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Published: 04/23/2014 Length: 00:51:05
Dr. Fasano completed his medical training at the University of Naples in Italy, and in 1993 he founded the University of Maryland School of Medicine’s Division of Pediatric Gastroenterology and Nutrition. Ten years later, Dr. Fasano published the groundbreaking study in the Annals of Medicine that established the prevalence rate of celiac disease at one in 133 people in the U.S. In 1996 Dr. Fasano founded the Center for Celiac Research, the first celiac center in the United States, which is currently located at MassGeneral Hospital for Children. Clinical and research work at the Center has helped to identify the new disorder of non-celiac gluten sensitivity as a condition on the spectrum of gluten-related disorders. Dr. Fasano leads a team of researchers across nine countries and enjoys research partnerships with institutions around the world. He has published more than 200 peer-reviewed papers and he has received numerous awards for his translational science and other achievements. Dr. Fasano has been named one of America’s Top Doctors by Castle Connolly for five consecutive years (2007-2011) and was a 2005 finalist for the NIH Director’s Pioneer Award. In the year 2000 Dr. Fasano’s team discovered “zonulin,” the molecule which regulates intestinal permeability, also known as “leaky gut”, and their totally ground-breaking research has linked an overproduction of zonulin to the development of a series of autoimmune diseases, including type 1 diabetes, celiac disease and multiple sclerosis.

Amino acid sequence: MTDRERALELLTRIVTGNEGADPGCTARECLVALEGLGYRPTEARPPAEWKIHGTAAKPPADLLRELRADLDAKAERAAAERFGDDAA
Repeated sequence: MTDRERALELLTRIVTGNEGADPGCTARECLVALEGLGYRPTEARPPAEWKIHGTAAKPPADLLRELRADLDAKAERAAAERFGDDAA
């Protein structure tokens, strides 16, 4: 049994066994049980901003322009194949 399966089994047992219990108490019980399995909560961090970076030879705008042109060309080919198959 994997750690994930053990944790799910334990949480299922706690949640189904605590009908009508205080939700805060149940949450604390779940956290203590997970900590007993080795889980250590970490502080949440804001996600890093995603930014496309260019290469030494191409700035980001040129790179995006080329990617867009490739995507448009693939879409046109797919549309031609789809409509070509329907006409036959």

Upcoming Webinar: 03/04/2020, 1 PM - 2:00 PM Eastern Time (US) Tune in to learn about research exploring the role enteric neurotransmitters, specifically serotonin and oxytocin, play in enteric nervous system (ENS) development
A 2019 study from the University of Missouri adds to evidence that behavior problems in children with autism spectrum disorders (ASD) can be an indication of gastrointestinal (GI)
10/2/2019 - A study from the University of Missouri adds to evidence that behavior problems in children with autism spectrum disorders (ASD) can be an indication of gastrointestinal (GI) distress. Bradley Ferguson
Many studies have reported abnormal gut microbiota in individuals with Autism Spectrum Disorders (ASD), suggesting a link between gut microbiome and autism-like behaviors. Modifying the gut microbiome is